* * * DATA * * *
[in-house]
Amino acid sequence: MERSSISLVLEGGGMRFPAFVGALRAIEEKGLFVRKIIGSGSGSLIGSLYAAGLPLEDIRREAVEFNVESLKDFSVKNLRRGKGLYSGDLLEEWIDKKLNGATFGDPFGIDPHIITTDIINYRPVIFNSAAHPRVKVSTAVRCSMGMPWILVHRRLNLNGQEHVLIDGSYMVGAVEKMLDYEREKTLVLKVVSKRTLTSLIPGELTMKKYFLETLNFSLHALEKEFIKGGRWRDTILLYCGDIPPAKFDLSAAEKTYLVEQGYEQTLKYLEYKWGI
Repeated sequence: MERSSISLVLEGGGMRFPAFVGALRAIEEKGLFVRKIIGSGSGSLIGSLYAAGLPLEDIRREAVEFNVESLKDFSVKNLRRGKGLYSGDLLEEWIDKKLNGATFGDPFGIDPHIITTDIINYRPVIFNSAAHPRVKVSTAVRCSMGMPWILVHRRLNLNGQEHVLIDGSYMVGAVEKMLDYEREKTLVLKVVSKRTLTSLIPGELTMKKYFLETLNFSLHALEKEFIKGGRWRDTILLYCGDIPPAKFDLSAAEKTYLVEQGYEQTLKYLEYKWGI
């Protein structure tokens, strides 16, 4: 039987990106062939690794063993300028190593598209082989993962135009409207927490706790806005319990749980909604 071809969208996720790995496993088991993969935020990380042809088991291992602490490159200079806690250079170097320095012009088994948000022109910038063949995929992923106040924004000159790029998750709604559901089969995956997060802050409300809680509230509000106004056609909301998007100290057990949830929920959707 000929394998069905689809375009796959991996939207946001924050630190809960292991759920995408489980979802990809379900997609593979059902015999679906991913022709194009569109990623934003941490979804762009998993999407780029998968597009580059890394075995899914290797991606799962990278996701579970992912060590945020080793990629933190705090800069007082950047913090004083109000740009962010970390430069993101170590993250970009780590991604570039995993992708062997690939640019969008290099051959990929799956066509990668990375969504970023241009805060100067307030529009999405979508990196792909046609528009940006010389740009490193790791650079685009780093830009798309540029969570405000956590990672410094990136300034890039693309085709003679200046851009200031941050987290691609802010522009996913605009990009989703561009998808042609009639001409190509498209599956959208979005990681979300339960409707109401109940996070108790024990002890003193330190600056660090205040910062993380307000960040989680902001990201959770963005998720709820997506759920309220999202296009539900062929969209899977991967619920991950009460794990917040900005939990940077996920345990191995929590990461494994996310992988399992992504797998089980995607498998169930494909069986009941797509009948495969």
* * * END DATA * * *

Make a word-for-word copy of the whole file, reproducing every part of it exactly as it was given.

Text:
[in-house]
Amino acid sequence: MERSSISLVLEGGGMRFPAFVGALRAIEEKGLFVRKIIGSGSGSLIGSLYAAGLPLEDIRREAVEFNVESLKDFSVKNLRRGKGLYSGDLLEEWIDKKLNGATFGDPFGIDPHIITTDIINYRPVIFNSAAHPRVKVSTAVRCSMGMPWILVHRRLNLNGQEHVLIDGSYMVGAVEKMLDYEREKTLVLKVVSKRTLTSLIPGELTMKKYFLETLNFSLHALEKEFIKGGRWRDTILLYCGDIPPAKFDLSAAEKTYLVEQGYEQTLKYLEYKWGI
Repeated sequence: MERSSISLVLEGGGMRFPAFVGALRAIEEKGLFVRKIIGSGSGSLIGSLYAAGLPLEDIRREAVEFNVESLKDFSVKNLRRGKGLYSGDLLEEWIDKKLNGATFGDPFGIDPHIITTDIINYRPVIFNSAAHPRVKVSTAVRCSMGMPWILVHRRLNLNGQEHVLIDGSYMVGAVEKMLDYEREKTLVLKVVSKRTLTSLIPGELTMKKYFLETLNFSLHALEKEFIKGGRWRDTILLYCGDIPPAKFDLSAAEKTYLVEQGYEQTLKYLEYKWGI
């Protein structure tokens, strides 16, 4: 039987990106062939690794063993300028190593598209082989993962135009409207927490706790806005319990749980909604 071809969208996720790995496993088991993969935020990380042809088991291992602490490159200079806690250079170097320095012009088994948000022109910038063949995929992923106040924004000159790029998750709604559901089969995956997060802050409300809680509230509000106004056609909301998007100290057990949830929920959707 000929394998069905689809375009796959991996939207946001924050630190809960292991759920995408489980979802990809379900997609593979059902015999679906991913022709194009569109990623934003941490979804762009998993999407780029998968597009580059890394075995899914290797991606799962990278996701579970992912060590945020080793990629933190705090800069007082950047913090004083109000740009962010970390430069993101170590993250970009780590991604570039995993992708062997690939640019969008290099051959990929799956066509990668990375969504970023241009805060100067307030529009999405979508990196792909046609528009940006010389740009490193790791650079685009780093830009798309540029969570405000956590990672410094990136300034890039693309085709003679200046851009200031941050987290691609802010522009996913605009990009989703561009998808042609009639001409190509498209599956959208979005990681979300339960409707109401109940996070108790024990002890003193330190600056660090205040910062993380307000960040989680902001990201959770963005998720709820997506759920309220999202296009539900062929969209899977991967619920991950009460794990917040900005939990940077996920345990191995929590990461494994996310992988399992992504797998089980995607498998169930494909069986009941797509009948495969």